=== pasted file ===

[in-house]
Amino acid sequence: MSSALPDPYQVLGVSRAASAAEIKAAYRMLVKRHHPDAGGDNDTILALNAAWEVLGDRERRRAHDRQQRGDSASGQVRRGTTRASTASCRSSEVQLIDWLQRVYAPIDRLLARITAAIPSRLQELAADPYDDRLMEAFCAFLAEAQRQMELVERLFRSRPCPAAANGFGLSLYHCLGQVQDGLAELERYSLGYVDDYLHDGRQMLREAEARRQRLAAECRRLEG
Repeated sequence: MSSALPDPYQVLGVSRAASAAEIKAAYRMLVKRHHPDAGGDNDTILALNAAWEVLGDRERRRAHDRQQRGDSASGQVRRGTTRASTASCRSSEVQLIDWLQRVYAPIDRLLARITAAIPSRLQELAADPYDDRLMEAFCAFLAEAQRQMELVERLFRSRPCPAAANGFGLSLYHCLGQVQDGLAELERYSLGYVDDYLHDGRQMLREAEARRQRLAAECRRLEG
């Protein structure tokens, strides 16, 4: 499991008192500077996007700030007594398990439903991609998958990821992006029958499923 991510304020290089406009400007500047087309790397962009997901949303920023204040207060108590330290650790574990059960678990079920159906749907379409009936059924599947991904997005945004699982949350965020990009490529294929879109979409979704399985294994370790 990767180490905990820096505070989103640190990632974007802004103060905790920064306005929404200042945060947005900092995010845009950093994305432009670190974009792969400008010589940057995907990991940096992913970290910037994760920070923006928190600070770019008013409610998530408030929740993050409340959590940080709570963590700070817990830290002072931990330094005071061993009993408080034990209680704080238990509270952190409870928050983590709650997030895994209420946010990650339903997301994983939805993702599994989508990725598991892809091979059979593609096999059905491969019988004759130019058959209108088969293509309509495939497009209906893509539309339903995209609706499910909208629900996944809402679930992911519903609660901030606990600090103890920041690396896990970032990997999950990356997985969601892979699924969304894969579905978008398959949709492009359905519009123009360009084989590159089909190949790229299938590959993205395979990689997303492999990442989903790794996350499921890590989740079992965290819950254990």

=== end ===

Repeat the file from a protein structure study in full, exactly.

[in-house]
Amino acid sequence: MSSALPDPYQVLGVSRAASAAEIKAAYRMLVKRHHPDAGGDNDTILALNAAWEVLGDRERRRAHDRQQRGDSASGQVRRGTTRASTASCRSSEVQLIDWLQRVYAPIDRLLARITAAIPSRLQELAADPYDDRLMEAFCAFLAEAQRQMELVERLFRSRPCPAAANGFGLSLYHCLGQVQDGLAELERYSLGYVDDYLHDGRQMLREAEARRQRLAAECRRLEG
Repeated sequence: MSSALPDPYQVLGVSRAASAAEIKAAYRMLVKRHHPDAGGDNDTILALNAAWEVLGDRERRRAHDRQQRGDSASGQVRRGTTRASTASCRSSEVQLIDWLQRVYAPIDRLLARITAAIPSRLQELAADPYDDRLMEAFCAFLAEAQRQMELVERLFRSRPCPAAANGFGLSLYHCLGQVQDGLAELERYSLGYVDDYLHDGRQMLREAEARRQRLAAECRRLEG
């Protein structure tokens, strides 16, 4: 499991008192500077996007700030007594398990439903991609998958990821992006029958499923 991510304020290089406009400007500047087309790397962009997901949303920023204040207060108590330290650790574990059960678990079920159906749907379409009936059924599947991904997005945004699982949350965020990009490529294929879109979409979704399985294994370790 990767180490905990820096505070989103640190990632974007802004103060905790920064306005929404200042945060947005900092995010845009950093994305432009670190974009792969400008010589940057995907990991940096992913970290910037994760920070923006928190600070770019008013409610998530408030929740993050409340959590940080709570963590700070817990830290002072931990330094005071061993009993408080034990209680704080238990509270952190409870928050983590709650997030895994209420946010990650339903997301994983939805993702599994989508990725598991892809091979059979593609096999059905491969019988004759130019058959209108088969293509309509495939497009209906893509539309339903995209609706499910909208629900996944809402679930992911519903609660901030606990600090103890920041690396896990970032990997999950990356997985969601892979699924969304894969579905978008398959949709492009359905519009123009360009084989590159089909190949790229299938590959993205395979990689997303492999990442989903790794996350499921890590989740079992965290819950254990």